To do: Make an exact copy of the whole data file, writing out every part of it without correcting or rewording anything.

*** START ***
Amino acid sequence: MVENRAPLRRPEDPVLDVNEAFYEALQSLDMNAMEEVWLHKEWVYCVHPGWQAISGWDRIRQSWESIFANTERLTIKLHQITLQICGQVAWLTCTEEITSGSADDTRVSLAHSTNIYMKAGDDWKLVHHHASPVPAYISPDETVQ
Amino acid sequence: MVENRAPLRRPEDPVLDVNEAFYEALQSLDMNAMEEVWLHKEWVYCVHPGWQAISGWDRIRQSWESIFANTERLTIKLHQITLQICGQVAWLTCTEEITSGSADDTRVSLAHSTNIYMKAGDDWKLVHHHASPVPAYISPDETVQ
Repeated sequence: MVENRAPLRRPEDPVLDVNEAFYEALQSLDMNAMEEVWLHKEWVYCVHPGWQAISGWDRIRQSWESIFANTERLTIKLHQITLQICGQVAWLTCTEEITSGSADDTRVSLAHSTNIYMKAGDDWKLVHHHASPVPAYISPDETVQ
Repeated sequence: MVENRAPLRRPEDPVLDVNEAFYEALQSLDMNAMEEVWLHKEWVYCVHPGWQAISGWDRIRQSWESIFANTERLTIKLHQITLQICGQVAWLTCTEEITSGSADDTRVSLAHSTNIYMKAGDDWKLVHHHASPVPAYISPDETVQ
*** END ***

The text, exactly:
Amino acid sequence: MVENRAPLRRPEDPVLDVNEAFYEALQSLDMNAMEEVWLHKEWVYCVHPGWQAISGWDRIRQSWESIFANTERLTIKLHQITLQICGQVAWLTCTEEITSGSADDTRVSLAHSTNIYMKAGDDWKLVHHHASPVPAYISPDETVQ
Amino acid sequence: MVENRAPLRRPEDPVLDVNEAFYEALQSLDMNAMEEVWLHKEWVYCVHPGWQAISGWDRIRQSWESIFANTERLTIKLHQITLQICGQVAWLTCTEEITSGSADDTRVSLAHSTNIYMKAGDDWKLVHHHASPVPAYISPDETVQ
Repeated sequence: MVENRAPLRRPEDPVLDVNEAFYEALQSLDMNAMEEVWLHKEWVYCVHPGWQAISGWDRIRQSWESIFANTERLTIKLHQITLQICGQVAWLTCTEEITSGSADDTRVSLAHSTNIYMKAGDDWKLVHHHASPVPAYISPDETVQ
Repeated sequence: MVENRAPLRRPEDPVLDVNEAFYEALQSLDMNAMEEVWLHKEWVYCVHPGWQAISGWDRIRQSWESIFANTERLTIKLHQITLQICGQVAWLTCTEEITSGSADDTRVSLAHSTNIYMKAGDDWKLVHHHASPVPAYISPDETVQ